Across America, school districts and state legislators are banning history books and giving certain students and parents unprecedented censorial power. Recognizing that the war on history is part of a larger war on democracy, many readers and editors are hungry for writing that honestly and provocatively engages with the past.
What makes for “good” historical writing, whether argument-driven or narrative-driven? What are the conventions of both argument-driven and narrative-driven historical essays? What makes an essay grip readers both intellectually and emotionally? What are the ethics of writing about people or events from the past? How and where does one publish an essay on history?
In this six-week workshop, open to writers at any stage, we’ll explore the path to publishing historical essays, from conceiving a compelling thesis or angle to making finishing touches and pitching editors. At the conclusion of the course, students will have a full, peer-reviewed draft, a carefully crafted and peer-reviewed pitch, a list of potential publishers, and greater confidence in their abilities to narrate and interpret history for a public audience. A guest editor will attend one class session to speak about their experience and what kinds of pitches and essays grab them.
Class meetings will be held over video chat, using Zoom accessed from your private class page. While you can use Zoom from your browser, we recommend downloading the desktop client so you have access to all platform features.
- Insight into the craft of public history writing
- Knowledge of various elements of storytelling
- Detailed and consistent feedback from idea to final draft
- 10% discount on all future Catapult classes
Coming to class prepared to discuss (short) assigned readings; submit one 300-500 word pitch; submit 1000-2500 word essay; read and comment on peers' submissions
Week One: History writing that sells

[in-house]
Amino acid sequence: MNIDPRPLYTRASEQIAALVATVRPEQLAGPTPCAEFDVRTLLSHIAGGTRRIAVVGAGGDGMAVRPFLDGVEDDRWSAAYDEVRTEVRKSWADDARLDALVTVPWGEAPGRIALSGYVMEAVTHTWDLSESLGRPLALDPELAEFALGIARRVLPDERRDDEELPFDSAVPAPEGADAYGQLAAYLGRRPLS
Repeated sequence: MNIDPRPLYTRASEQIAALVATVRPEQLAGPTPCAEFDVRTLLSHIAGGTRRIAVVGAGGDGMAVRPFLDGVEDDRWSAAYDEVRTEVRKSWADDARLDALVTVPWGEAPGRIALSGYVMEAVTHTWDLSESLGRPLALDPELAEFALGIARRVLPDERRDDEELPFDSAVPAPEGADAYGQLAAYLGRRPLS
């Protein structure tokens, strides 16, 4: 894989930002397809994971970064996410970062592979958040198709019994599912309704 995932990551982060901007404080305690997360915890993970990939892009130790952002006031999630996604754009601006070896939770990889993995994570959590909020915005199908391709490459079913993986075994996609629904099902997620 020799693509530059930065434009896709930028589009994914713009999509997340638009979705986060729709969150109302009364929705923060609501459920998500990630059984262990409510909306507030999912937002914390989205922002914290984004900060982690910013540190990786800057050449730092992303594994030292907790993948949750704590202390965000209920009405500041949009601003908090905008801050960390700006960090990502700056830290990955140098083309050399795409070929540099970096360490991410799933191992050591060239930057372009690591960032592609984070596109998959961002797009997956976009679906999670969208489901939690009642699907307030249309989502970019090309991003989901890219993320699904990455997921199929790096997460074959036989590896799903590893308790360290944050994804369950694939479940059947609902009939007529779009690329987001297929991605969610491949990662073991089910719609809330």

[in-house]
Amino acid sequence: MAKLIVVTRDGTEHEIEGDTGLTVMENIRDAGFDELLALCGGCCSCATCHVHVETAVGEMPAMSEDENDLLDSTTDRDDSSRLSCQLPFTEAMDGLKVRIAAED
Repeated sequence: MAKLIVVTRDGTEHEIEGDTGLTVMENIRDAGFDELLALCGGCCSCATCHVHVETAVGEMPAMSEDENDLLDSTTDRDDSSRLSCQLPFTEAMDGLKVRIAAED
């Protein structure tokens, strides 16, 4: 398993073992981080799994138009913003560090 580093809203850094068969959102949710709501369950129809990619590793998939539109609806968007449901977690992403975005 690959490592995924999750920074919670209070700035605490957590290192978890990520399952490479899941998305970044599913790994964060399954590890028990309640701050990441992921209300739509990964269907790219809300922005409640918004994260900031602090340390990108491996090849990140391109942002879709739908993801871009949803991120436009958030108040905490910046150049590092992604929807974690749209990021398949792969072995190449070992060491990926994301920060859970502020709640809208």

Week Two: Crafting an argument and pitch
Week Three: Research
Week Four: The first draft
Week Five: Revising
Week Six: Publishing
Audrey Clare Farley is a scholar of twentieth-century American culture. After earning a PhD in English from University of Maryland, College Park, where she taught literature, rhetoric, and composition, she pivoted to freelance writing, publishing essays on history and culture in The Atlantic, The New Republic, The Washington Post, Salon, Longreads, and many other outlets. An essay she wrote for Narratively became the basis of her first book, The Unfit Heiress: The Tragic Life and Scandalous Sterilization of Ann Cooper Hewitt. She is now working on a book about the Genain quadruplets, whose NIMH case studies transformed understanding about genetics, childhood trauma, and mental illness.
“THE UNFIT HEIRESS is a sensational story told with nuance and humanity with clear reverberations to the present. Historian Audrey Clare Farley's writing jumps off the page, as Ann Cooper Hewitt, once a one-dimensional tabloid fixation, is brought into full relief as a complicated victim of her time, standing in the crosshairs of the growing eugenics movement and the emergence of a ‘over-sexed’ and ‘dangerous’ New Woman. But most importantly, this book is a necessary call to remember the high stakes and terrible history of the longstanding fight for control over women's bodies.”
“THE UNFIT HEIRESS is the propulsive tale of a high-society scandal that triggered a high-stakes courtroom battle. It is also an illuminating exploration of America’s long, dark history of eugenics and forced sterilization. By braiding together these narrative threads, Audrey Clare Farley has accomplished the rare feat of writing a book that is as thought-provoking as it is page-turning.”
"THE UNFIT HEIRESS is a triumph of compassion, historical inquiry, and intellectual rigor. In her elegant telling of Ann Cooper Hewitt's story, Farley shines her bright, empathetic light on profoundly imperfect humans and the myriad, often tragic ways we grapple for fulfillment. At the same time, she renders with crystalline precision the history of American eugenics, insisting—gently, yet steadfastly—that we look where we'd rather avert our gaze. This book startled me, seized my attention, and summoned my empathy when I least expected it." -